• Mechanisms which integrate habitat improvement measures into regular forestry with little additional effort are necessary

e.g: To improve capercaillie habitat: extend the regular thinnings and thin the stands in a non-uniform way.

  • Planning measures should favour practices that minimise costs or even produce profits

e.g: Although gaps in thickets may be advantageous, creating open spaces in the pole stage instead of the thicket stage produces a longer-lasting result and it may even yield a profit from wood.

  • Natural processes should be integrated into forestry practices

e.g: Habitat improvement measures should first concentrate on areas with favourable landscape ecological conditions (e.g.: the long term success of creating open structures will be higher in areas with poor soil conditions or at higher altitudes/colder climate)

  • Funding mechanisms for private forest owners are required, to compensate them for the additional effort, if grouse habitat management is included in their forestry practices
  • The use of timber and fuel wood should be promoted to finance the costs of habitat improvement measures for capercaillie.

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Forestry and tourism
Tourists normally perceive forests that are suitable for forest grouse as ’beautiful forests’.

  • Forestry can support visitor management by enhancing the landscape for tourism in ’activity zones’ (e.g. creating vantage points) and making ‘grouse refuges’ unattractive (e.g. barricade a footpath by leaving cut trees)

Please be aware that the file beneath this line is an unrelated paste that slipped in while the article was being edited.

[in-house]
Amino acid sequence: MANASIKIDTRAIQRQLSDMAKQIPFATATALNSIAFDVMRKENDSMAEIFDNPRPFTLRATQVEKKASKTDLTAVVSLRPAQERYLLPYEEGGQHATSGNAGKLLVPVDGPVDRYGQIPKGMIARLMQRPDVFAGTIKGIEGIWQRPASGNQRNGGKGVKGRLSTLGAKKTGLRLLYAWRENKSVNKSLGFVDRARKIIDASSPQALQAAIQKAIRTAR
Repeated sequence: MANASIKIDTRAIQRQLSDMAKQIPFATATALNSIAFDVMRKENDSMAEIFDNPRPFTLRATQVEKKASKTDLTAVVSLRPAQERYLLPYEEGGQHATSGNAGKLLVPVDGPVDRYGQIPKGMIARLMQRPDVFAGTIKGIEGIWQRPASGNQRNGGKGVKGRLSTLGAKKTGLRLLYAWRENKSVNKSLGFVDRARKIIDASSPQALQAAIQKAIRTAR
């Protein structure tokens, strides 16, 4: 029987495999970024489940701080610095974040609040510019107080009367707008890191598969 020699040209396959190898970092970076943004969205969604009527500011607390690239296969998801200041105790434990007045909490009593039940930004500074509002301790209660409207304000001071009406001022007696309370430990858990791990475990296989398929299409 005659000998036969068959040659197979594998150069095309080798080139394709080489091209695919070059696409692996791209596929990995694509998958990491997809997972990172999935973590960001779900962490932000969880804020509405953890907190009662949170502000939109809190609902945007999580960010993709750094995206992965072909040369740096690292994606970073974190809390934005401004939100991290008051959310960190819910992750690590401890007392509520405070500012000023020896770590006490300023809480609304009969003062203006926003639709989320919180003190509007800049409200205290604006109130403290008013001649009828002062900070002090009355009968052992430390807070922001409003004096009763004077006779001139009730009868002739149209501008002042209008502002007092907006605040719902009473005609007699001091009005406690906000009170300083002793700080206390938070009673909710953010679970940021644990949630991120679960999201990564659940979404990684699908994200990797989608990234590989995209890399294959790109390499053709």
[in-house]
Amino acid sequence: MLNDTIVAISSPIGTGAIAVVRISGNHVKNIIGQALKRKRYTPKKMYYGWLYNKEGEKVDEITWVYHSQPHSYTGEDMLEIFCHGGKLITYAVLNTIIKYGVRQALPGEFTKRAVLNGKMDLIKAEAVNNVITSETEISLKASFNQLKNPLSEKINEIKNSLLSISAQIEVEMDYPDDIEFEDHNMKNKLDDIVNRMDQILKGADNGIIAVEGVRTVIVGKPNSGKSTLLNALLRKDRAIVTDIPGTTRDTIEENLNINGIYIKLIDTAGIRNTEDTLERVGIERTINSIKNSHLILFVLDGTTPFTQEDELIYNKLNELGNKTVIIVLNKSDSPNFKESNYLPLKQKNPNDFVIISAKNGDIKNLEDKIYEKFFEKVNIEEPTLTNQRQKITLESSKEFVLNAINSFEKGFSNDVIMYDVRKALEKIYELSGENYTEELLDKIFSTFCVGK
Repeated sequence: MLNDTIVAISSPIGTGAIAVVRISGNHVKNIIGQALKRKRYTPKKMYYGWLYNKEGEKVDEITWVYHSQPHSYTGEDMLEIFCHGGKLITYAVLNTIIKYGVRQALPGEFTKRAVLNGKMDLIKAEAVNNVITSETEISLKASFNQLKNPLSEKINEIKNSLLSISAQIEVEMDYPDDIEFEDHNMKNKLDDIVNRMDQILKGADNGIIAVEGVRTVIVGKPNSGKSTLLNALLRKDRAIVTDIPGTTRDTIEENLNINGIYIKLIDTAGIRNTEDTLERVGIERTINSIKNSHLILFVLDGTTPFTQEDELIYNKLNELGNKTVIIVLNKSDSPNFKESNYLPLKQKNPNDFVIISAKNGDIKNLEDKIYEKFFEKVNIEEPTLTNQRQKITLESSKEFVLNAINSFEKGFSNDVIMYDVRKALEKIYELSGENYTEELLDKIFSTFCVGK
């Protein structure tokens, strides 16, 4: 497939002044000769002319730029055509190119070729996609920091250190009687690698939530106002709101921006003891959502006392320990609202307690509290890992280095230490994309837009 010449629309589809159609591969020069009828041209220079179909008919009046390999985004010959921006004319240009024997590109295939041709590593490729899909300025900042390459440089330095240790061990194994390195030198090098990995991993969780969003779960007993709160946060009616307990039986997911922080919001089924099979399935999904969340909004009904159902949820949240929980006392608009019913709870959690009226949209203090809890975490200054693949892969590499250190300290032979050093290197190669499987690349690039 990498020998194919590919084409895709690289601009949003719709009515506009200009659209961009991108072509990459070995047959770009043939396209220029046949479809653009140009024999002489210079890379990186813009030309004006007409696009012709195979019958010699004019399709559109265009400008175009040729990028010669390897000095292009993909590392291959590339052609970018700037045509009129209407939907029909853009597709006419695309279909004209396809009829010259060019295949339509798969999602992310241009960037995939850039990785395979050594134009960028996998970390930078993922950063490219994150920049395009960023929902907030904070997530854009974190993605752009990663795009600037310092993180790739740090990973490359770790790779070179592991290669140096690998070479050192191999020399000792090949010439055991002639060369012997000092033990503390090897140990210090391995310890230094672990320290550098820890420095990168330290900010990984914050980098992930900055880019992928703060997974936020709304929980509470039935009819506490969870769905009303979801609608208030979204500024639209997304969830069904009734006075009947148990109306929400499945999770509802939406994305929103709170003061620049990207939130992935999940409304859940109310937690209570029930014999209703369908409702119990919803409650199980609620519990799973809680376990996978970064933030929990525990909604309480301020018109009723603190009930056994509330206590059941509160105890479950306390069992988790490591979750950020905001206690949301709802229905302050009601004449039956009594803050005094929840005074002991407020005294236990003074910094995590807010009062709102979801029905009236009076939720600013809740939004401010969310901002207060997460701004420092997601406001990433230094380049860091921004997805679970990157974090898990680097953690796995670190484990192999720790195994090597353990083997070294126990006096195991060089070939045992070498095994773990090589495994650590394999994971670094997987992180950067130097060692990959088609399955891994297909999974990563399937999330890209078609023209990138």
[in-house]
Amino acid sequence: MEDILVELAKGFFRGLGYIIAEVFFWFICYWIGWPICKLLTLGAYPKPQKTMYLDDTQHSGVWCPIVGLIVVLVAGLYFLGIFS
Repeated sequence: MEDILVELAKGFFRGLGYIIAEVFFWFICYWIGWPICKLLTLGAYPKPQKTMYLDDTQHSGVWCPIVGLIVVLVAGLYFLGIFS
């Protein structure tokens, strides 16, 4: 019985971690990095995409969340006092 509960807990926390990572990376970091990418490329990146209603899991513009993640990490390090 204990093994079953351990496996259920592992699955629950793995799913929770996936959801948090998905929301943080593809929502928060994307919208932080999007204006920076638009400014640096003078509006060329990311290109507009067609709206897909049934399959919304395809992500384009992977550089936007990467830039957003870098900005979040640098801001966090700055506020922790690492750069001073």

• Habitat development measures should be implemented primarily in refuge zones
  • Forest planning should include stakeholders of other interest groups (e.g. tourist board, hunters’ association)
  • Forest planning should be within the framework of an overall N2000-site management plan

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In the Alps, due to to poor economic returns, many alpine pastures have been abondonded in recent years. This has led to spontaneous colonisation of these areas by scrub and to a loss of black grouse and capercaillie habitat.

  • Alpine pastures should be maintained and an extensive use of alpine pastures should be supported

The increasingly dense structure of forests can be regarded as one of the main problems for capercaillie in Central Europe. Moderate browsing and grazing pressure by herbivores such as deer and cattle can significantly improve grouse habitats.

  • Extensive forest pasture should be promoted, to preserve open forest structures.

Alpine pasture also serves as the ideal landscape for alpine tourism. Therefore, it is often supported by income generated by tourism.

  • Make use of this mutual dependency between the needs of alpine pasture and alpine tourism by developing concepts for alpine pasture management in cooperation with tourist associations. To benefit grouse, these concepts must also include visitor management measures.

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Education and exchange of experience

  • Educational programmes should be implemented to train foresters and forest workers how to incorporate habitat management into forest practice
  • Partnerships should be developed between areas with similar landscape / habitat conditions
  • A local person should be assigned in order to communicate the management practices to the local people (private forest owners, farmers etc.)

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Differences within Europe
There are big differences throughout Europe regarding forestry and agriculture in relation to grouse and tourism.

In the following, the potential differences with respect to selected aspects of grouse and tourism are estimated and illustrated for the different regions: